Heritage Category:
Listed Building
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Date first listed:
Statutory Address:


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Statutory Address:

The building or site itself may lie within the boundary of more than one authority.

County of Herefordshire (Unitary Authority)
National Grid Reference:
SO 40839 69220


WIGMORE CP SO 46 NW 6/41 Ruins of Wigmore Castle 11.6.59 I

Castle ruins. Probable mid-C11 origins built by William Fitzosborn, Earl of Hereford and held by Ralph de Mortimer at the time of the Domesday Book Survey (1086). Some of the masonry is C12 and C13 but the structure was otherwise rebuilt during the early C14, probably by Roger Mortimer. It was repaired during the mid- to late C16 by Sir Henry Sydney and used as a prison. In 1643 it is said to have been dismantled by the Harley family who had bought it in 1601. Sandstone rubble with ashlar dressings. Present ruins consists of parts of the walls of a shell-keep on a mound to the north-west of the site, portions of the enclosing walls of the bailey to the south-east includ- ing three towers, a gatehouse and a single fragment of wall near the middle of the enclosure. Keep: roughly oval and entered from east side with a stretch of wall on the north side with a flat buttress and terminating in a second buttress. The upper part of this wall and the rest of the surviving walling of the keep is C14. There was also a south tower, of which the south wall remains with the embrasure of a single-light window, and a west tower, which must have been at least three storeys high and contained a spiral staircase. The main curtain wall carried up to the keep mound at the east end and the south side. North tower: C14. It retains its outward side and plinth and two of the faces have the remains of window embrasures. East tower: probably C13. Circular outward face with plinth survives with large window embrasure and grade-robe shaft. Gatehouse: C14. Only the central portion remains with a four-centred archway (half-choked with debris) of two orders;the outer moulded and the inner order chamfered, and between them is a portcullis groove. East of the archway is the remains of a small room with a west doorway, a right-angled passage and a rubble vault. The wall west of the archway has the remains of a window and door and adjoins a fairly well- preserved section of curtain wall. South tower: C14. Rectangular plan and of at least three storeys with a base- ment and a moulded plinth; the basement under the east half is approached by a square-headed doorway in the north-west angle down a flight of steps. The ground floor has four windows and a fireplace (the two south windows have cusped pointed heads) and there are four first floor windows. The curtain wall to the west is quite well preserved and adjoins the south-west tower: this was of similar date, plan and height to the south tower. The south wall has a plinth and second and third storey window. The adjoining curtain wall to the north has traces of a window, a chimney flue and an ogee-arched doorway. There are also the remains of a rectangular inner enclosure south-east of the keep mound. An engraving by Buck of 1732 shows little more of the building than presently survives. It was one of the largest castles built along the Welsh border and appears to have been a structure of the first importance. (RCHM, Vol III, p 205-8; BoE, p 321). County Monument number 5.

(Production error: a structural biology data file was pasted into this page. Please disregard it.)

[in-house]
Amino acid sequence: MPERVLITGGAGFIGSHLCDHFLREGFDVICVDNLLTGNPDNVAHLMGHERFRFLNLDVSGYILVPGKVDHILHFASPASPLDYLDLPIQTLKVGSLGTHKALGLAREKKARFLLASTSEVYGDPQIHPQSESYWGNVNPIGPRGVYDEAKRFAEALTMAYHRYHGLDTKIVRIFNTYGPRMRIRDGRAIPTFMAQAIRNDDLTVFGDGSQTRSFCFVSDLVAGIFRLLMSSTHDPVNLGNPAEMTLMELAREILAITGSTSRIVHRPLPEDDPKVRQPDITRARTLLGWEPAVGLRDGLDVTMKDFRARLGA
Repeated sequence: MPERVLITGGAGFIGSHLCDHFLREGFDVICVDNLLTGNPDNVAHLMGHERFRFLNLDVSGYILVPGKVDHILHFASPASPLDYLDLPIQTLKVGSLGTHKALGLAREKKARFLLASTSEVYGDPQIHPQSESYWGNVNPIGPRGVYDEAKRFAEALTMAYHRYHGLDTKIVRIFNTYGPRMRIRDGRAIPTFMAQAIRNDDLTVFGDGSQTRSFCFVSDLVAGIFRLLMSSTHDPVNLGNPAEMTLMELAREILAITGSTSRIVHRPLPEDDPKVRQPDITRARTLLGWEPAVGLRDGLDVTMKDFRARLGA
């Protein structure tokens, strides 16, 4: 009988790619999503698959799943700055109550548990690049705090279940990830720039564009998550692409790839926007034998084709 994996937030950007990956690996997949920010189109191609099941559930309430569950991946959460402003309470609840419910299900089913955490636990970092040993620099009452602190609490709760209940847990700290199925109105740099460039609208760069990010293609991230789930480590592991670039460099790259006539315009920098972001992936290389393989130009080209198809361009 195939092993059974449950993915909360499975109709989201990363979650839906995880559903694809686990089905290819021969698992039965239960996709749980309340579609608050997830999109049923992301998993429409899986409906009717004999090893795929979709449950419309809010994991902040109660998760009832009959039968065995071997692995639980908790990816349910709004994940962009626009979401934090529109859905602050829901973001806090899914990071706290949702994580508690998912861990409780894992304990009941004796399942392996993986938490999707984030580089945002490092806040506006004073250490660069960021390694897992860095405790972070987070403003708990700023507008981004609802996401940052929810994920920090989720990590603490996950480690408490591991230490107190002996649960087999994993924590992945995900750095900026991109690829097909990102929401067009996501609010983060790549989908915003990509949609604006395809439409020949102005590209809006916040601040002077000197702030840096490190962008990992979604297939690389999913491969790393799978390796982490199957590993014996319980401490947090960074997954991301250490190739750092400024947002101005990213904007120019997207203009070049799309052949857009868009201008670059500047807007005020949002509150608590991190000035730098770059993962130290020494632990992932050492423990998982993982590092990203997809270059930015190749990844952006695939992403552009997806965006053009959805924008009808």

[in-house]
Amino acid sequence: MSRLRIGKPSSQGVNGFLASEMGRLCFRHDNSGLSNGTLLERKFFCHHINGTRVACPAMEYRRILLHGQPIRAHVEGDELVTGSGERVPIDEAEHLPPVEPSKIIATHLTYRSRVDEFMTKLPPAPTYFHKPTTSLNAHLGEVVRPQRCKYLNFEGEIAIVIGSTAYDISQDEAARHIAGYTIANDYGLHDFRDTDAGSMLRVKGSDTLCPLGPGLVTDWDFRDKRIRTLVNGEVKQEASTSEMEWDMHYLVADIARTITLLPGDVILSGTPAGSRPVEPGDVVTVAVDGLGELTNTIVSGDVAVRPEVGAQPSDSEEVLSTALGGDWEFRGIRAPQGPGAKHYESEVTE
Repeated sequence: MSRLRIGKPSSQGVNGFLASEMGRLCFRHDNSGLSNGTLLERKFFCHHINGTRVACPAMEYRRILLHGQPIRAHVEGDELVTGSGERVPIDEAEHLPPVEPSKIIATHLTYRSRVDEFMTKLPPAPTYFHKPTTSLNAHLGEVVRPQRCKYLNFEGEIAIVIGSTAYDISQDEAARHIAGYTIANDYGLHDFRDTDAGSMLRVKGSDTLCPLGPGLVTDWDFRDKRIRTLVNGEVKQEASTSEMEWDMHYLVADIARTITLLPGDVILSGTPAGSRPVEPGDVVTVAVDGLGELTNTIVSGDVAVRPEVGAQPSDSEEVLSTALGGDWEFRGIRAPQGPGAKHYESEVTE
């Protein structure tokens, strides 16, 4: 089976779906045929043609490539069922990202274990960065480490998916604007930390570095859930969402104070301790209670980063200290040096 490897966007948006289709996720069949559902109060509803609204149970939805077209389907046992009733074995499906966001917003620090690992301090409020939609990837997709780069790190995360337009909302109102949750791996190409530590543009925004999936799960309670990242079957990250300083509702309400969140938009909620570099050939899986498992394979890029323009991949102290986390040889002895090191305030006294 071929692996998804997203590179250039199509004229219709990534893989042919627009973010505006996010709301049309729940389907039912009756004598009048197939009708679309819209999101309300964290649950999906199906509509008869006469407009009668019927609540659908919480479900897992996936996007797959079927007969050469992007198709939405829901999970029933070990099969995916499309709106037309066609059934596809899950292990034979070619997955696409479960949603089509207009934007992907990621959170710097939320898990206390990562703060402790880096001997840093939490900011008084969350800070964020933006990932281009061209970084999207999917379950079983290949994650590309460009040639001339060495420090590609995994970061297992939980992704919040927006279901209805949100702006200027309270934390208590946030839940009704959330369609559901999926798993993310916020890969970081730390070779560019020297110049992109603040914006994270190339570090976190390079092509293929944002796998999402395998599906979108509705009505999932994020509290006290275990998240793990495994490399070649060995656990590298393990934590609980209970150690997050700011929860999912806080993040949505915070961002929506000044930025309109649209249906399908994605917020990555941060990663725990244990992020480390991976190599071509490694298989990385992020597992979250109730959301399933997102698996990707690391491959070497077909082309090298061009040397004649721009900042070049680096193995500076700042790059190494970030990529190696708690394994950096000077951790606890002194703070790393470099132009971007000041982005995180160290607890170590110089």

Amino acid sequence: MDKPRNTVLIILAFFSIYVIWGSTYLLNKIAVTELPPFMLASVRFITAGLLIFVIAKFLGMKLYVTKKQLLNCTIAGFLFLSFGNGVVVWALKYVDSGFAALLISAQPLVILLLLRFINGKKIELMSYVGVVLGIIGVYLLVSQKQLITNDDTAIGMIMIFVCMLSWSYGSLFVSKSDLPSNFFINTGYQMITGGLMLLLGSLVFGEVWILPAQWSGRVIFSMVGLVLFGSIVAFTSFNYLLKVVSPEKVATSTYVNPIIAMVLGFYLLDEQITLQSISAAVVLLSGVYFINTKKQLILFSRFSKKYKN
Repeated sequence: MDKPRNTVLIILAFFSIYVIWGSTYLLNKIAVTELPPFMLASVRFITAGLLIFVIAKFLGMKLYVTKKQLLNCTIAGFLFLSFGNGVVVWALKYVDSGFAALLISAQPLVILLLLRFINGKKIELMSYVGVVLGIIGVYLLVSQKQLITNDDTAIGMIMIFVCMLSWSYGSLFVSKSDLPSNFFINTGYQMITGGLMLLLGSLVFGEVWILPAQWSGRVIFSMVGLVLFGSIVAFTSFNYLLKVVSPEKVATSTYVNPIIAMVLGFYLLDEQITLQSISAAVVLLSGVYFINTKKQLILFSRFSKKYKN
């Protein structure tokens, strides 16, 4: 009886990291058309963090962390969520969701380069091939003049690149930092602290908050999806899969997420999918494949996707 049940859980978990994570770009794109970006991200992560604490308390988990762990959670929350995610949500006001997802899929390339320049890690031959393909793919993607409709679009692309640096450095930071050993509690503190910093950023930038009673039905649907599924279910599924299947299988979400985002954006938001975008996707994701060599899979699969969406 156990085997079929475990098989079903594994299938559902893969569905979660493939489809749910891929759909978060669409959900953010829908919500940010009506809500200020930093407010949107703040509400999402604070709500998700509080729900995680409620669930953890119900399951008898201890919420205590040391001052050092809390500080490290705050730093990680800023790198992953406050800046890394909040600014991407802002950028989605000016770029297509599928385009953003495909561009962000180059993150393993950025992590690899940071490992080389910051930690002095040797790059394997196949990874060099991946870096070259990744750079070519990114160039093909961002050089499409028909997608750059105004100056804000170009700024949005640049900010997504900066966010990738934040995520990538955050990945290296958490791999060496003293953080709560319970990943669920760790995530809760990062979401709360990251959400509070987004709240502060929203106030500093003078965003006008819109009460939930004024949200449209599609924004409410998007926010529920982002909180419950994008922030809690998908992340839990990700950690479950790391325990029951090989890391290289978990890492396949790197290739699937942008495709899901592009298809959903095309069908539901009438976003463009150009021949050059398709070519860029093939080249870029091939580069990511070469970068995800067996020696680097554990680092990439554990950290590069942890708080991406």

Listing NGR: SO4084569235


The contents of this record have been generated from a legacy data system.

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Legacy System:


Books and journals
Inventory of Herefordshire III North West, (1934), 205-208
Pevsner, N, The Buildings of England: Herefordshire, (1963), 321


This building is listed under the Planning (Listed Buildings and Conservation Areas) Act 1990 as amended for its special architectural or historic interest.

End of official listing

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Date: 30 Apr 2007
Reference: IOE01/16501/31
Rights: Copyright IoE Mr Richard Summers. Source Historic England Archive
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